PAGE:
Tag: mindfulness

How to be Mindful

How to be Mindful

You may have heard that you should be mindful all the time, whether you are at home or in the office, or on the bus or in your car or in somebody else’s car, etc. You may interpret this advice to mean that you should keep your mind focused all the time on your breath. While driving, if you simply read more

Mindfulness Meditation for Teens

Mindfulness Meditation for Teens

Recently, we ran a 4 sessions mindfulness meditation workshop with our SLBS teens. Each session was conducted in 1 hour during the Sunday Dhamma class for 4 consecutive Sundays.

The focus was on mindfulness of the body, feelings and thoughts.

Below is a short write up (about 19 pages) on what we did with the teens.

Mindfulness Meditation for Teens

A Little Bit More Mindful

A Little Bit More Mindful

Teacher : So…have you been practicing as I have taught?

Student : Yes, sir. Apart from my timed sittings, I have also been trying to be aware of the times when I feel happy, sad or angry.

Teacher : And have you been successful?

Student : Not really. There are times when it takes me days before I realized that I am feelinghappy or sad. But there were also times when I was able to catch it almost immediately.

Teacher : When mindfulness is strong, you will be able to notice the change in your moods quickly. When mindfulness is weak, you may not even realize that you are being made a fool by your emotions.

Student : What is mindfulness?

Teacher : The very instance that your mind becomes aware about a change in its state (eg. from happy to sad), that is the moment you have mindfulness. The moment that you “know” is when you are mindful.

Student : So, it is the moment when I know that my mind has drifted from my breath to a thought. Or the moment when I know I am feeling happy or sad. Correct?

Teacher : Yes. That is correct.

Student : I have another question. Sometimes when I try to sit in meditation, I get a lot of aches and pains, especially in my legs and my back. When that happens, I find it hard to concentrate.

Teacher : When there are aches, is the mind calm or agitated?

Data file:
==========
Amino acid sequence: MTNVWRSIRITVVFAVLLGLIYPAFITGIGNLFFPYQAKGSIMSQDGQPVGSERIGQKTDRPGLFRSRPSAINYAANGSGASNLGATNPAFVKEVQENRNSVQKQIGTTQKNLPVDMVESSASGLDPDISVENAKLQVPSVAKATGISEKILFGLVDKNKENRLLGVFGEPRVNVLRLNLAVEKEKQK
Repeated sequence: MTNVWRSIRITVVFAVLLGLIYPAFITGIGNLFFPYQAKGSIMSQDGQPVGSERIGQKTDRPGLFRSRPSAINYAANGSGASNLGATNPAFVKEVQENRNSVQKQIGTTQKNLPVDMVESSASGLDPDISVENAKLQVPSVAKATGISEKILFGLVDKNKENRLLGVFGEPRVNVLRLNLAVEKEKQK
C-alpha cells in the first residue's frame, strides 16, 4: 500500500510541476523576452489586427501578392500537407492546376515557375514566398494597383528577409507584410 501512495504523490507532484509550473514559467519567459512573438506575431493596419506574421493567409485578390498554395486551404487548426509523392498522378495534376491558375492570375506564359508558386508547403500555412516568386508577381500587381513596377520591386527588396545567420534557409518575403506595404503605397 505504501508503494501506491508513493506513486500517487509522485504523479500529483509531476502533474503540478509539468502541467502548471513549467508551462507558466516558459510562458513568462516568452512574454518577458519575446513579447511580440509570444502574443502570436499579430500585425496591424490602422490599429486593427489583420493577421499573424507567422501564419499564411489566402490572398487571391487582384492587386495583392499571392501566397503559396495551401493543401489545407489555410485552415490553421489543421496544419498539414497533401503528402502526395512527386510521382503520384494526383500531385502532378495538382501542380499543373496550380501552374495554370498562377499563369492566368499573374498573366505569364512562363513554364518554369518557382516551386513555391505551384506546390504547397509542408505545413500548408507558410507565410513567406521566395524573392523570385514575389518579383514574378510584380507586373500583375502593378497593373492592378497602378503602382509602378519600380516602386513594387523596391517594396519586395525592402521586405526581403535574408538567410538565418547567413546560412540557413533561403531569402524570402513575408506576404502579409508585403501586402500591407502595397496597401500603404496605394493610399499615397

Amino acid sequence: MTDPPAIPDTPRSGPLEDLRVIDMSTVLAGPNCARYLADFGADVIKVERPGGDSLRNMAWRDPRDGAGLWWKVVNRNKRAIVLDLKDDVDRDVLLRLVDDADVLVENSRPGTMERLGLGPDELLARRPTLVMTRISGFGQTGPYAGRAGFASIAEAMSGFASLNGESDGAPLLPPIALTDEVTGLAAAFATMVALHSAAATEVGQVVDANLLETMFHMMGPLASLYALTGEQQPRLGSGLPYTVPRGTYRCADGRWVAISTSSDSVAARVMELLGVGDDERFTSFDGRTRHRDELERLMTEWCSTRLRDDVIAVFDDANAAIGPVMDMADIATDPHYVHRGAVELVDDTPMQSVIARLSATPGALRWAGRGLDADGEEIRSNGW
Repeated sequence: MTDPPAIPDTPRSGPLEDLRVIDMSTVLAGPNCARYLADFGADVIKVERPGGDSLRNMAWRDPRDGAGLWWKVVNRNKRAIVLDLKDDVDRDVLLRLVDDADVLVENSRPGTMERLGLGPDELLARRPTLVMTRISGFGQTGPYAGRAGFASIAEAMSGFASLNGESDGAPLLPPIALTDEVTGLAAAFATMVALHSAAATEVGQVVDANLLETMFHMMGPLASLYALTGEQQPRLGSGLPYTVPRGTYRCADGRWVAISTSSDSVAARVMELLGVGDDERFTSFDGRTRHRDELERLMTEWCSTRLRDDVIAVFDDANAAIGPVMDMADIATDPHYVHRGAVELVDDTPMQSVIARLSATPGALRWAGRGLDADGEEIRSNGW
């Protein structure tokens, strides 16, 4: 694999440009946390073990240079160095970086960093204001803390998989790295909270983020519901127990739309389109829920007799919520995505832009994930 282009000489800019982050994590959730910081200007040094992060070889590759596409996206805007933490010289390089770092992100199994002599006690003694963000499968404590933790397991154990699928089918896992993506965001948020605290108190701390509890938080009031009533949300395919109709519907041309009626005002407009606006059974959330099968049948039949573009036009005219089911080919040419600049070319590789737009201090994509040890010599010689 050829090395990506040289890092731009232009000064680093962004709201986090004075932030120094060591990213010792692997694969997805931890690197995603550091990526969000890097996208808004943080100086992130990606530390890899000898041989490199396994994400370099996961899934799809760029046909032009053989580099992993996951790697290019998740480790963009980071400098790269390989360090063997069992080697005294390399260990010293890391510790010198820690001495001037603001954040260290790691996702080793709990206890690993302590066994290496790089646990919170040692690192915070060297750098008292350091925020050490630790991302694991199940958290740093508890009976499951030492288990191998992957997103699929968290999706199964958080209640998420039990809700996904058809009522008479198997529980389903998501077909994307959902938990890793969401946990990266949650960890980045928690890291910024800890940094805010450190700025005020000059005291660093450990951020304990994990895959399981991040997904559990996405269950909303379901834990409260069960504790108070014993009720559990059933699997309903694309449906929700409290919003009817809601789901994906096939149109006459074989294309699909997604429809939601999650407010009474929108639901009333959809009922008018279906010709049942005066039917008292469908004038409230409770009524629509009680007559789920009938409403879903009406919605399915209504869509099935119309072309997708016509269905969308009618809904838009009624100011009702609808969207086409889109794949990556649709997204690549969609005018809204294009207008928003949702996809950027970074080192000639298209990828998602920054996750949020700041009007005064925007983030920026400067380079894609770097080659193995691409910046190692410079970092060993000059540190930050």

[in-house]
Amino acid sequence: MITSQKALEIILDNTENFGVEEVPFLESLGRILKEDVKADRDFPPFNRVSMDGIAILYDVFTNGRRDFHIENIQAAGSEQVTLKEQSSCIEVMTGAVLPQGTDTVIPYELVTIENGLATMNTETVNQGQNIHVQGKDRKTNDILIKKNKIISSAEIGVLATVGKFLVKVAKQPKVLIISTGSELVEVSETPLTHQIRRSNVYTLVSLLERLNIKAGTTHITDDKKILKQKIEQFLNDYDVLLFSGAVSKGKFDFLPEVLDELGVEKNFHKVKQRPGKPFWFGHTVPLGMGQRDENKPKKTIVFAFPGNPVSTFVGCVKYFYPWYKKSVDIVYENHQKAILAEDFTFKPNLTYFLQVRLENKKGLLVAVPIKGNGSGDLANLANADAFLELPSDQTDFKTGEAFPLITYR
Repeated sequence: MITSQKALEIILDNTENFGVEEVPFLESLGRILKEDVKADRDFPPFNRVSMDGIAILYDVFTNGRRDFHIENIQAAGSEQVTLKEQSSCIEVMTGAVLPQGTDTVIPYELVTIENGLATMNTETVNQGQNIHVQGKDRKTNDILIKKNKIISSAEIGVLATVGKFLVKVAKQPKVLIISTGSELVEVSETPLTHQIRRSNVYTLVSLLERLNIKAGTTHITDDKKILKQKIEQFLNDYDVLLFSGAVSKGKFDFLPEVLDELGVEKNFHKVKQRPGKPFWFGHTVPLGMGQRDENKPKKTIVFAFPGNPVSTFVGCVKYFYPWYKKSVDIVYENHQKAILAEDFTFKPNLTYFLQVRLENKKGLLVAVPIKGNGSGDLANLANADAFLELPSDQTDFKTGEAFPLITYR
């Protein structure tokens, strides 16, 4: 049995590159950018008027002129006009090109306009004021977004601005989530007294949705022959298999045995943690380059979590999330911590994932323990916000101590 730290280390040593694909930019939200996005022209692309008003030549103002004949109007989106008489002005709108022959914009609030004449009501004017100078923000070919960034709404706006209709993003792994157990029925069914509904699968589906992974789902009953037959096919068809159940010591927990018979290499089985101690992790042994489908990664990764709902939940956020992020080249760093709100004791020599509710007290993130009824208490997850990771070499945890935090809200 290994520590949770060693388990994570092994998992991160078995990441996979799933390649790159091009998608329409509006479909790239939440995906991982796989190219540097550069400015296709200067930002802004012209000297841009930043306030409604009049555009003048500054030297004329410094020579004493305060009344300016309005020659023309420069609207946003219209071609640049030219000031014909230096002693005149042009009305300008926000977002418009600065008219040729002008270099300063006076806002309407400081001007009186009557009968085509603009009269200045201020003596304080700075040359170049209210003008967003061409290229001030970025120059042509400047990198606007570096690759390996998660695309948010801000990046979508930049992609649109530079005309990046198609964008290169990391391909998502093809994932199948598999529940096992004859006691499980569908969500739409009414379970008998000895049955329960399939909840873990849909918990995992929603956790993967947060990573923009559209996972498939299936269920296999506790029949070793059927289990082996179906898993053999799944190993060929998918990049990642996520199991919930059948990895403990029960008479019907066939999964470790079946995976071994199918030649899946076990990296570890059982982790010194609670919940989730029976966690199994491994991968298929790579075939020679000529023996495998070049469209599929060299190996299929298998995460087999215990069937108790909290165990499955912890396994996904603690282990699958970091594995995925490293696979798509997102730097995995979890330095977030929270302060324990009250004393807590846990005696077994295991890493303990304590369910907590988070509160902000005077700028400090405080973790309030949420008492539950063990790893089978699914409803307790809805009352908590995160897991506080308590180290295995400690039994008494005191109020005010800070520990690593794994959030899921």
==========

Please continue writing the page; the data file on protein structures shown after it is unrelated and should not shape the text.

Student : Oh…It is agitated, for sure!

Teacher : If it is agitated, is there suffering?

Student : There is suffering.

Teacher : If that is the case, then you should make the effort to observe the mind when it is in a state of agitation and be aware that “this is suffering”.

Student : Okay. But, sir, just being aware about the pains does not solve my aches. In fact, it seems to be getting worse because I’m so fixated by it.

Teacher : Being aware is always the first step. Now, tell me what will ease your suffering.

Student : A change in position, sir.

Teacher : Then, on knowing that a change in position will relieve suffering, you should mindfully change positions.

Student : Ahhh…

Teacher : Now that you have shifted, is there still pain?

Student : No, sir. The change in positions has eased the pain.

Teacher : When there is no pain, is the mind calm or agitated?

Student : It is calm.

Teacher : When it is calm, is there suffering or not?

Student : There is no suffering.

Teacher : Very good. You have just experienced suffering and the release from suffering.

Student : Does that mean every time my leg aches, I can shift positions?

Teacher : Only after you make yourself aware of it.

Student : Okay.

Teacher : Most times, we are not aware of when we are scratching to relieve an itch, or shifting our sitting positions to relieve an ache. In fact, many are not even aware about their in and out breaths. Meditation aims to make you more aware of your own body. When you are eating, know that you are eating, when you are breathing, know that you are breathing. When you can understand your own mind, you can understand your environment.


Try to observe your breaths to see if you fall asleep on your in-breath or out-breath.